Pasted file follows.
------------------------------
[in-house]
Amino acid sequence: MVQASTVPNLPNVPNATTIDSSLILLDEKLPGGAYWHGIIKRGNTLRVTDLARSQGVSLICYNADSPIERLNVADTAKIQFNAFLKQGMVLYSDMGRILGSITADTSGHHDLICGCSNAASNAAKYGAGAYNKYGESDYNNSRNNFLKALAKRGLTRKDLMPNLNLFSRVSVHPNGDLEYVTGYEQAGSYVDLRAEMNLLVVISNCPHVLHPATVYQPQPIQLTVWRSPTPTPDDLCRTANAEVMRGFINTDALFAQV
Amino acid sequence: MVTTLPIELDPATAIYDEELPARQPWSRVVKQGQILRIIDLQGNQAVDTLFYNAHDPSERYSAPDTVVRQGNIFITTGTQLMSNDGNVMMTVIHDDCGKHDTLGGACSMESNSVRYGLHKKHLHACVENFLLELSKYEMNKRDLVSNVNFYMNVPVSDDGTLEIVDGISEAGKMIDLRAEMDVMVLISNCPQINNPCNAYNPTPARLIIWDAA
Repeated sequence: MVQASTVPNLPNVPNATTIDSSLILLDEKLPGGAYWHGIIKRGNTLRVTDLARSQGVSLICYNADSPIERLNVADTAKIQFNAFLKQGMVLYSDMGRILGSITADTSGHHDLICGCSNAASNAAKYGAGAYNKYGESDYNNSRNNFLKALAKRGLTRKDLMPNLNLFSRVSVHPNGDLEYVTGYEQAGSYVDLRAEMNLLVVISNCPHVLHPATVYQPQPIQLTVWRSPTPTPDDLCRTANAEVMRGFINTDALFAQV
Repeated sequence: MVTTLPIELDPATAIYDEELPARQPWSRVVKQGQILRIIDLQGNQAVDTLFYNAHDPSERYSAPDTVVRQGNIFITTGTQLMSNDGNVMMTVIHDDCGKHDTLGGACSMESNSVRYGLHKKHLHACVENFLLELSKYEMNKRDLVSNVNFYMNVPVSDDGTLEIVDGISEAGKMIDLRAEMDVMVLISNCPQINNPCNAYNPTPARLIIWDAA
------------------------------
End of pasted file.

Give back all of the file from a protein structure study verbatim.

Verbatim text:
[in-house]
Amino acid sequence: MVQASTVPNLPNVPNATTIDSSLILLDEKLPGGAYWHGIIKRGNTLRVTDLARSQGVSLICYNADSPIERLNVADTAKIQFNAFLKQGMVLYSDMGRILGSITADTSGHHDLICGCSNAASNAAKYGAGAYNKYGESDYNNSRNNFLKALAKRGLTRKDLMPNLNLFSRVSVHPNGDLEYVTGYEQAGSYVDLRAEMNLLVVISNCPHVLHPATVYQPQPIQLTVWRSPTPTPDDLCRTANAEVMRGFINTDALFAQV
Amino acid sequence: MVTTLPIELDPATAIYDEELPARQPWSRVVKQGQILRIIDLQGNQAVDTLFYNAHDPSERYSAPDTVVRQGNIFITTGTQLMSNDGNVMMTVIHDDCGKHDTLGGACSMESNSVRYGLHKKHLHACVENFLLELSKYEMNKRDLVSNVNFYMNVPVSDDGTLEIVDGISEAGKMIDLRAEMDVMVLISNCPQINNPCNAYNPTPARLIIWDAA
Repeated sequence: MVQASTVPNLPNVPNATTIDSSLILLDEKLPGGAYWHGIIKRGNTLRVTDLARSQGVSLICYNADSPIERLNVADTAKIQFNAFLKQGMVLYSDMGRILGSITADTSGHHDLICGCSNAASNAAKYGAGAYNKYGESDYNNSRNNFLKALAKRGLTRKDLMPNLNLFSRVSVHPNGDLEYVTGYEQAGSYVDLRAEMNLLVVISNCPHVLHPATVYQPQPIQLTVWRSPTPTPDDLCRTANAEVMRGFINTDALFAQV
Repeated sequence: MVTTLPIELDPATAIYDEELPARQPWSRVVKQGQILRIIDLQGNQAVDTLFYNAHDPSERYSAPDTVVRQGNIFITTGTQLMSNDGNVMMTVIHDDCGKHDTLGGACSMESNSVRYGLHKKHLHACVENFLLELSKYEMNKRDLVSNVNFYMNVPVSDDGTLEIVDGISEAGKMIDLRAEMDVMVLISNCPQINNPCNAYNPTPARLIIWDAA